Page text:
Transport Canada (TC) issued its second emergency airworthiness directive (AD) in one week regarding cracked collective control sticks on Bell 505 turbine helicopters. While the first AD called for mandatory, one-time inspections followed by fluorescent penetrant inspection (FPI) if a crack is found, this one mandates FPI every 25 hours and further directs that helicopters being ferried for inspections only be flown from the copilot’s (left) seat.
Bell declined to disclose to AIN how many cracked collective sticks have been discovered so far, but did confirm that the part is made by supplier Mecaer. AIN requested comment from Mecaer but has yet to receive a reply.
Transport Canada's original AD was prompted by the discovery of a collective stick fractured above the cabin floor at the junction with the collective jackshaft. The initial flaw was reported by the Stockton, California police department on a 2019 Bell 505 in its fleet. In that instance, the problem was discovered before engine start during the pilot preflight check of flight controls for travel. The second AD notes that an independent inspection of that stick and at least one other by Bell confirmed the cracking. At that point, Bell determined a one-time inspection was inadequate. TC considers this new, more stringent AD an “interim action.”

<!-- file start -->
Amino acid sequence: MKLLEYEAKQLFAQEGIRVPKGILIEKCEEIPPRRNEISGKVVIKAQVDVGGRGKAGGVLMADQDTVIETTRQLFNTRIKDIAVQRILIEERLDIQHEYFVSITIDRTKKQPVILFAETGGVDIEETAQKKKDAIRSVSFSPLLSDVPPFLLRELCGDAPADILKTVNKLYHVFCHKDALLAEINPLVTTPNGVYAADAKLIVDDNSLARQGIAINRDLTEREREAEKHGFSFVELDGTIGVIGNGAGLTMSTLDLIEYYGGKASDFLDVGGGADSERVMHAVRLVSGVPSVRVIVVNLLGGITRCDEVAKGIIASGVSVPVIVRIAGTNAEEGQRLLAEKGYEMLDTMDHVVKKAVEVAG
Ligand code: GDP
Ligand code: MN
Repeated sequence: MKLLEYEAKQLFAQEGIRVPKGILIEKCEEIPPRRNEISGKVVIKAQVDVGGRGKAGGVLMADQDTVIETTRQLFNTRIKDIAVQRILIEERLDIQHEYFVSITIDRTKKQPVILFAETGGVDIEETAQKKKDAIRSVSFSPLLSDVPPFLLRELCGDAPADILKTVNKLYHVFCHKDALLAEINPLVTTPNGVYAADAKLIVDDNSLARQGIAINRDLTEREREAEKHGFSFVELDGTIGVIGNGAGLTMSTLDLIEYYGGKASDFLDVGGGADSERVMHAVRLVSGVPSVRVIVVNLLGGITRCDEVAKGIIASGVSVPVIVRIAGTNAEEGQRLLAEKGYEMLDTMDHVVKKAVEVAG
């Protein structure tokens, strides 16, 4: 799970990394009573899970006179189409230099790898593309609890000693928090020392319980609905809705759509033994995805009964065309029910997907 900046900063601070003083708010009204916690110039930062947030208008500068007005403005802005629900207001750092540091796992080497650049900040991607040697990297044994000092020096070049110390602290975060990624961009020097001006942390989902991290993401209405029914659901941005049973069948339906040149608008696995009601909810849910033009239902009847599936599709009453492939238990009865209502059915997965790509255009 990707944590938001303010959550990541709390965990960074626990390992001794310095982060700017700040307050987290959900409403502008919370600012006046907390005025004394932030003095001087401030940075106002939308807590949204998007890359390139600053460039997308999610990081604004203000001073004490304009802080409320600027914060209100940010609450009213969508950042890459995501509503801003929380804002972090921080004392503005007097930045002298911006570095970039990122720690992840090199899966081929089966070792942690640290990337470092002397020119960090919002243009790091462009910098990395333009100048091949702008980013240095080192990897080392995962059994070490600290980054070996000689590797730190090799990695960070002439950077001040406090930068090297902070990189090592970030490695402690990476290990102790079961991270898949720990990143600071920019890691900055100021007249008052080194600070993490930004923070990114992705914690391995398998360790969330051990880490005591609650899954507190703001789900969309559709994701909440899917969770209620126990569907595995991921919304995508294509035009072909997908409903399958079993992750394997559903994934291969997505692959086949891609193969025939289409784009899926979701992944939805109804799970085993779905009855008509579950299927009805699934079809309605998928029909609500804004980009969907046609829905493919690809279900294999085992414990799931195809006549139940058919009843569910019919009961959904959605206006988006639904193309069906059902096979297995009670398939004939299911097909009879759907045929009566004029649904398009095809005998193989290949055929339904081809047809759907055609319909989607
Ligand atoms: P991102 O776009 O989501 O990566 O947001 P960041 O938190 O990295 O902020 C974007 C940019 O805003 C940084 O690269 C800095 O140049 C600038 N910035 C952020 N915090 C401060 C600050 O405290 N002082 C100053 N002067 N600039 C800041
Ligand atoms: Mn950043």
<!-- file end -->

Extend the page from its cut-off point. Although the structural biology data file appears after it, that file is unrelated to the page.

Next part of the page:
There are more than 300 Bell 505s in service.